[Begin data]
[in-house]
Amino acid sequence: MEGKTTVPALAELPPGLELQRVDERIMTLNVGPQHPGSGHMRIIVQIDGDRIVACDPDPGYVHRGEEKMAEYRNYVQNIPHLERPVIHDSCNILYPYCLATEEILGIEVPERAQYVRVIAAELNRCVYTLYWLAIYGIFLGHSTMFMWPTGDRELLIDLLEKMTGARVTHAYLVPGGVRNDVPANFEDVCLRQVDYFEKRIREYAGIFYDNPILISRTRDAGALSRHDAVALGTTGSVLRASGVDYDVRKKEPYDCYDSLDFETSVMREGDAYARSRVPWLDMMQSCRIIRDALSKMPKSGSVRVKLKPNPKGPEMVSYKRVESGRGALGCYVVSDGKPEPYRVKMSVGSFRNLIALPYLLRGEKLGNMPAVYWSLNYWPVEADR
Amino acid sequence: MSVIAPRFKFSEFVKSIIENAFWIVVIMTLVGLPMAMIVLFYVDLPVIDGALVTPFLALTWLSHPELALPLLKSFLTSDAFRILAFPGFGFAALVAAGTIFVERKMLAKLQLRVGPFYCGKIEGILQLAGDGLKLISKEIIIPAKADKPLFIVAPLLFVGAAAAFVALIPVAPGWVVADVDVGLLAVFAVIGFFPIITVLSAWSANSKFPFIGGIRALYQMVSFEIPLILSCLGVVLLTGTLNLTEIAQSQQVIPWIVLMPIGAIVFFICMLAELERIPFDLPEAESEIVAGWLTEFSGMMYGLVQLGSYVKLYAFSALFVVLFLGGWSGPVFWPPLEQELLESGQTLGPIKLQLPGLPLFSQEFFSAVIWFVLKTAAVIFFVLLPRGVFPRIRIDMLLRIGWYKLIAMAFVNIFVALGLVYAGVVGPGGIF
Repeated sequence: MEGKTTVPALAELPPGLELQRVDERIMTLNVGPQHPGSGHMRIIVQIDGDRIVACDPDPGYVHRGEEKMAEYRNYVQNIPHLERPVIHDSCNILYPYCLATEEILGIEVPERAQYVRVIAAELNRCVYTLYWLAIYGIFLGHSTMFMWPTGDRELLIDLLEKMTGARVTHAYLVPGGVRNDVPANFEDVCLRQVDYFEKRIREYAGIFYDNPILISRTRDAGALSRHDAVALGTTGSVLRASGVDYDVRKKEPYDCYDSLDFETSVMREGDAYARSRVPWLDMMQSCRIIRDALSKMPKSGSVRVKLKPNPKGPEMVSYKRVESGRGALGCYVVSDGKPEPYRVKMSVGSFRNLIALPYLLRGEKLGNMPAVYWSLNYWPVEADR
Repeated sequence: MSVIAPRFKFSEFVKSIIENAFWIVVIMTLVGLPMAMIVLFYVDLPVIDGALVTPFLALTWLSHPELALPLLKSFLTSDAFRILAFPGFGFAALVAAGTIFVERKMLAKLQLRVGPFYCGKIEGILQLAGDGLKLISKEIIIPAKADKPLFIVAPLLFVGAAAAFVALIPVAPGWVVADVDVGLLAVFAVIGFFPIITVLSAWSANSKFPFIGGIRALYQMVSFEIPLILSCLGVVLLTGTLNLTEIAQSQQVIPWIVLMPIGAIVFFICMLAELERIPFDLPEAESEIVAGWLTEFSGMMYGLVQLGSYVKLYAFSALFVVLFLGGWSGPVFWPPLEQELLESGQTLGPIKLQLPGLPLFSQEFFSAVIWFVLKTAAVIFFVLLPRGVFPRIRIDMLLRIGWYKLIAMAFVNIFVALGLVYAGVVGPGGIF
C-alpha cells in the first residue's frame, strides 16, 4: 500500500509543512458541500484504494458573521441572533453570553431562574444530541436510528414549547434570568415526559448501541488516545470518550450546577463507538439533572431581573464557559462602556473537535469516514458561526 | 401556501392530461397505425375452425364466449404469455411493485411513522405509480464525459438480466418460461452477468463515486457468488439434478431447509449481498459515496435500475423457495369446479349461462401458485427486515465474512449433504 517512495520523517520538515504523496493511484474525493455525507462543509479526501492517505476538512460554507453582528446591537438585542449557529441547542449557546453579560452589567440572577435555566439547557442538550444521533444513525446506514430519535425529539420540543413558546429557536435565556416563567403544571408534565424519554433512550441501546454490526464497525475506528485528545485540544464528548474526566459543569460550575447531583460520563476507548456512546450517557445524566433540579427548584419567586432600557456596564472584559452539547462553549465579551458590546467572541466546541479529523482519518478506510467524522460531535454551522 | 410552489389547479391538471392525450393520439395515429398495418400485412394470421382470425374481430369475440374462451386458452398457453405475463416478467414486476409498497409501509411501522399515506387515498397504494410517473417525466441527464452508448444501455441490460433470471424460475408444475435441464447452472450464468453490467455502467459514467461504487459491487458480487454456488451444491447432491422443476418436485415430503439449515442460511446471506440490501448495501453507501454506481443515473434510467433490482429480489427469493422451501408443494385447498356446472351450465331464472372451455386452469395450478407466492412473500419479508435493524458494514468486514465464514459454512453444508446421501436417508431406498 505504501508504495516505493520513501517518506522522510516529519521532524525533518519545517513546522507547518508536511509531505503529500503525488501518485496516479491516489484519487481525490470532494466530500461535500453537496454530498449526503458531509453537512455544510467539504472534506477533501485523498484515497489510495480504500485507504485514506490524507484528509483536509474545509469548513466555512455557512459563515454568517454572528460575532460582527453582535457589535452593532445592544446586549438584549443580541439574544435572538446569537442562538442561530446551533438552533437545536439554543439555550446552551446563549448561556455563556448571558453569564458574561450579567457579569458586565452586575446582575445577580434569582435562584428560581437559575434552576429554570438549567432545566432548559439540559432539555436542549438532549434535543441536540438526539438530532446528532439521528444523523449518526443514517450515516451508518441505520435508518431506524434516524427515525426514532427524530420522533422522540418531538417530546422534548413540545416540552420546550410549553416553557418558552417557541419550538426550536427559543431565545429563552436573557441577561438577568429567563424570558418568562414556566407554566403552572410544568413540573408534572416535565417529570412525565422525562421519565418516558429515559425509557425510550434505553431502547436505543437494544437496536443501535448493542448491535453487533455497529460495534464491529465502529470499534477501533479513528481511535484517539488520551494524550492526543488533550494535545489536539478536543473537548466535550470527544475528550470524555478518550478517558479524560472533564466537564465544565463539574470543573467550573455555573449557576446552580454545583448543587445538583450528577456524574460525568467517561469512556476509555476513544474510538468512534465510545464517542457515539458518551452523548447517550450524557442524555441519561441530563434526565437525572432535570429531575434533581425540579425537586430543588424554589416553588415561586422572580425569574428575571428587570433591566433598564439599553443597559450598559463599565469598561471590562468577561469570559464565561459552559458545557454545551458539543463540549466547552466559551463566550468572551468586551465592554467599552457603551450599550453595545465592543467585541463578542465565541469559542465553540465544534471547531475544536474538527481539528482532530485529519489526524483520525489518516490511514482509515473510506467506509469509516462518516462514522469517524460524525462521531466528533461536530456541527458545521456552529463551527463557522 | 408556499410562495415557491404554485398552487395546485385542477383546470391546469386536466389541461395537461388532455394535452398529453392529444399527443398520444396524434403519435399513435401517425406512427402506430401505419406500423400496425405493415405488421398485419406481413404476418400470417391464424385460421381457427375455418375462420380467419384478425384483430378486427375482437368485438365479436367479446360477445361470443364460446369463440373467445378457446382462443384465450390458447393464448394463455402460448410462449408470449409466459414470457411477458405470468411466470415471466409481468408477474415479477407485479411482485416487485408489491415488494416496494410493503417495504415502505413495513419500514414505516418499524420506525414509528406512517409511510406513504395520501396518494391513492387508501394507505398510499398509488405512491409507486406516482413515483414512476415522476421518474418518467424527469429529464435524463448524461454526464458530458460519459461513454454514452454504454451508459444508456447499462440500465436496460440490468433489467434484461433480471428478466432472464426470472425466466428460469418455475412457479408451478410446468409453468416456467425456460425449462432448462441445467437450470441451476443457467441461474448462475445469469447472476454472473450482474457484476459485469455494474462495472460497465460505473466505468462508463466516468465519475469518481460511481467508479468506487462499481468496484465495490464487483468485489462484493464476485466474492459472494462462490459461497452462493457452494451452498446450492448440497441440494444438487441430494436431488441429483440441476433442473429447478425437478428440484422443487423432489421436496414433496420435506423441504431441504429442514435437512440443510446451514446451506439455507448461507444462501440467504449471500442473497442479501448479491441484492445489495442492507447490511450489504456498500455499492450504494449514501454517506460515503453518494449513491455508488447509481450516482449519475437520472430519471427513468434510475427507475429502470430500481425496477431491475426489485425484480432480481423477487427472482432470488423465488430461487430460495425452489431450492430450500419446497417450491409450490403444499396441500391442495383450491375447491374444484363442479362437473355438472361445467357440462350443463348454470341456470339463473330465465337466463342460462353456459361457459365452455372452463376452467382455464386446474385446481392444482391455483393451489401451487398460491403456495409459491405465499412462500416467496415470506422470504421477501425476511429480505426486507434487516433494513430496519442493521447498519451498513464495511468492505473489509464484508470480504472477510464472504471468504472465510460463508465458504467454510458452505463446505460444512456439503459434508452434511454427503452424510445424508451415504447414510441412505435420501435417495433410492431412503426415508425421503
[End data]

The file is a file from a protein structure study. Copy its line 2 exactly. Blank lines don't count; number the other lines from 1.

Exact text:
Amino acid sequence: MEGKTTVPALAELPPGLELQRVDERIMTLNVGPQHPGSGHMRIIVQIDGDRIVACDPDPGYVHRGEEKMAEYRNYVQNIPHLERPVIHDSCNILYPYCLATEEILGIEVPERAQYVRVIAAELNRCVYTLYWLAIYGIFLGHSTMFMWPTGDRELLIDLLEKMTGARVTHAYLVPGGVRNDVPANFEDVCLRQVDYFEKRIREYAGIFYDNPILISRTRDAGALSRHDAVALGTTGSVLRASGVDYDVRKKEPYDCYDSLDFETSVMREGDAYARSRVPWLDMMQSCRIIRDALSKMPKSGSVRVKLKPNPKGPEMVSYKRVESGRGALGCYVVSDGKPEPYRVKMSVGSFRNLIALPYLLRGEKLGNMPAVYWSLNYWPVEADR